Ex-IGP wants ‘CIA, US’ to issue denial after ridiculed for sharing satirical piece on Osama Bin Laden

Jerry Choong
Former inspector-general police Tan Sri Musa Hassan speaks at a press conference at Hotel Putra in Kuala Lumpur February 12, 2019. — Picture by Shafwan Zaidon

KUALA LUMPUR, Oct 13 — Former Inspector-General of Police Tan Sri Musa Hassan has doubled down on his remarks after he shared an article from a satirical news website on terrorist Osama Bin Laden and the United States’ Central Intelligence Agency (CIA)

Despite repeated attempts by Twitter users to point out the farcical nature of the article by The Onion, which said the CIA made a posthumous apology to Bin Laden in light of new evidence which cleared him of involvement in the September 11, 2001 attacks on the World Trade Centre in New York City, he remained adamant. 

“If the news is not true, the US government must deny it,” he said in an early response. 

When others began to mock him, or chastise him for believing in the article which could damage the police’s reputation, Musa replied that it had nothing to do with the Malaysian police. 

“If it was not broadcasted then no one would spread it around? Is it a freedom to spread false news or slander? If the answer is yes, it is an illogical freedom,” he said, essentially shifting the blame onto The Onion for writing it to begin with.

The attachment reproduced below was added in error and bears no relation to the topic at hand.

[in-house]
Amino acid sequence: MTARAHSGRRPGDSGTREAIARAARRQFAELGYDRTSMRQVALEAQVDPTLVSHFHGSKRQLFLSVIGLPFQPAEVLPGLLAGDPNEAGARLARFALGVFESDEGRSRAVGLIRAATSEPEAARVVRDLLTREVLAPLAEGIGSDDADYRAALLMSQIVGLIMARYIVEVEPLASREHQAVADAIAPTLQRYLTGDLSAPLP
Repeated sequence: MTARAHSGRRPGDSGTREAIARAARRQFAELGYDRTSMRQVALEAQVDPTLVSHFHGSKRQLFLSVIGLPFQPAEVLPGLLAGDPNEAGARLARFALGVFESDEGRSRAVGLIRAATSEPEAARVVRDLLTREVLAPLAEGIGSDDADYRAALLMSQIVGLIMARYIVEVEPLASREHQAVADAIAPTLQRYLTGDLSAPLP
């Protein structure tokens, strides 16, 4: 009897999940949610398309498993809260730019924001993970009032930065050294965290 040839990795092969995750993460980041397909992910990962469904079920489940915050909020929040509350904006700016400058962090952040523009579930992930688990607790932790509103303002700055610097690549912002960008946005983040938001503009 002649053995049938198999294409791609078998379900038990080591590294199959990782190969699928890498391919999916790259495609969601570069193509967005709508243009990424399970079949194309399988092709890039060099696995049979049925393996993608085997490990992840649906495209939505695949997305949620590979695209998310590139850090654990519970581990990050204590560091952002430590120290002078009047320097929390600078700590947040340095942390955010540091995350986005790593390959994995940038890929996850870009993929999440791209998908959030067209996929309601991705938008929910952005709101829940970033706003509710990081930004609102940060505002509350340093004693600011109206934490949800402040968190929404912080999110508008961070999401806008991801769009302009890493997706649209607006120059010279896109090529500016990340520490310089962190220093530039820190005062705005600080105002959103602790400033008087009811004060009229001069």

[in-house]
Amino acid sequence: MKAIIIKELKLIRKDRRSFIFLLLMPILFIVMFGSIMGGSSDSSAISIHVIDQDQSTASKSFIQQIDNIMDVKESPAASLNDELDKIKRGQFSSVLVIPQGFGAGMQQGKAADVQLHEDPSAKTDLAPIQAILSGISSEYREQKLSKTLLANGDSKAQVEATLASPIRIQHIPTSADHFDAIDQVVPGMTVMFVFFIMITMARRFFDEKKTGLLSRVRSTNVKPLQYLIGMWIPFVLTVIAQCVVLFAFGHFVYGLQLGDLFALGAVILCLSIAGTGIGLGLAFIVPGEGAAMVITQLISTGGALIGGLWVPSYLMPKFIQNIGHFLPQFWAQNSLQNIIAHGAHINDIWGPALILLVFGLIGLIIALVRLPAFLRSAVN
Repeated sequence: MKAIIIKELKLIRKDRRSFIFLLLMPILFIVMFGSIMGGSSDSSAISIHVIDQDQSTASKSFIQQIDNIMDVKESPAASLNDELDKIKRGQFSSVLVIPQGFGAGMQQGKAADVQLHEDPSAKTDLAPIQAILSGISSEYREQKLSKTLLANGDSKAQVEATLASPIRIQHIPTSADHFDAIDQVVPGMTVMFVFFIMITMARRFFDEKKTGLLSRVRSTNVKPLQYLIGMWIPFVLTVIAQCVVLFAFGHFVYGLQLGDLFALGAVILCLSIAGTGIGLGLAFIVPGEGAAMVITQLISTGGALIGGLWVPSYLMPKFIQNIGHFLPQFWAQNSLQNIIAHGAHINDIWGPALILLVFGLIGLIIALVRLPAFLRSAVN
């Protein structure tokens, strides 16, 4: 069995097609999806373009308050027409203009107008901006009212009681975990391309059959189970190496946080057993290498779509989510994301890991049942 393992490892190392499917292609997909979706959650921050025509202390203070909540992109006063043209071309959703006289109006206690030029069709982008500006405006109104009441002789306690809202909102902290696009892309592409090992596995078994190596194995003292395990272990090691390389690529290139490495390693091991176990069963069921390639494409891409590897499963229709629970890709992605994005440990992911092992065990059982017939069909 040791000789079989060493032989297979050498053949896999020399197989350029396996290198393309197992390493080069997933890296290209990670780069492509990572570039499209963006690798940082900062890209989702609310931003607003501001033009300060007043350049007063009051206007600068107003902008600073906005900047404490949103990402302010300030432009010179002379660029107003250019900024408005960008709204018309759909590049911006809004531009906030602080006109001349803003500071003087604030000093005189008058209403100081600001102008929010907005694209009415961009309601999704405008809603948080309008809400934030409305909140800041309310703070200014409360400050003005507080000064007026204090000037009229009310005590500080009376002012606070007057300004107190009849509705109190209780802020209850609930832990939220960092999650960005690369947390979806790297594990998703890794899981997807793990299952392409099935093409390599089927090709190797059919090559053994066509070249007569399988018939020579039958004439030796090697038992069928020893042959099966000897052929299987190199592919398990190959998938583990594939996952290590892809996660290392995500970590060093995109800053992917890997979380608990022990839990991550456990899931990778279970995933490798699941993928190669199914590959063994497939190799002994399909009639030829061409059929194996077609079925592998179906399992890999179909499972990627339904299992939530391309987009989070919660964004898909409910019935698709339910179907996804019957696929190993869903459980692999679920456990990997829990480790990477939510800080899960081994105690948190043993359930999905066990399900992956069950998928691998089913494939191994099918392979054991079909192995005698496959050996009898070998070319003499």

“No wonder the world is in such chaos, for allowing such false news,” Musa added. 

As more and more Twitter users criticised the former inspector-general, he instead went on a lengthy rant about ‘irresponsible journalism’. 

“It is still slander even if one meant to be humourous or joking by saying something untrue. Satire or mockery to open society’s eyes to the truths surrounding us is beneficial. 

“People have become too ‘intelligent’ until something like this which is a joke is instead not denied as true. Whatever it is, it should be viewed positively as lately there are many theories from America which cast suspicion on the 9/11 incident,” Musa said. 

When told that The Onion’s satire is such that no one can possibly believe its contents at face value, he said this enabled irresponsible journalism. 

“Only now do I understand that writing on entertainment or comedy is not a form of journalism.

“Hopefully Onion will provide an explanation on the matter, as displayed,” Musa said. 

His responses further incensed Twitter users, some of whom continued to mock his apparent lack of knowledge about The Onion, while others continued in their attempts to inform him. 

“What is wrong? Why are you angry when an article which has nothing to do with Malaysia is shared? 

“You need to see what is being done by a country that always considered itself able in saving the world from terrorism,” Musa said. 

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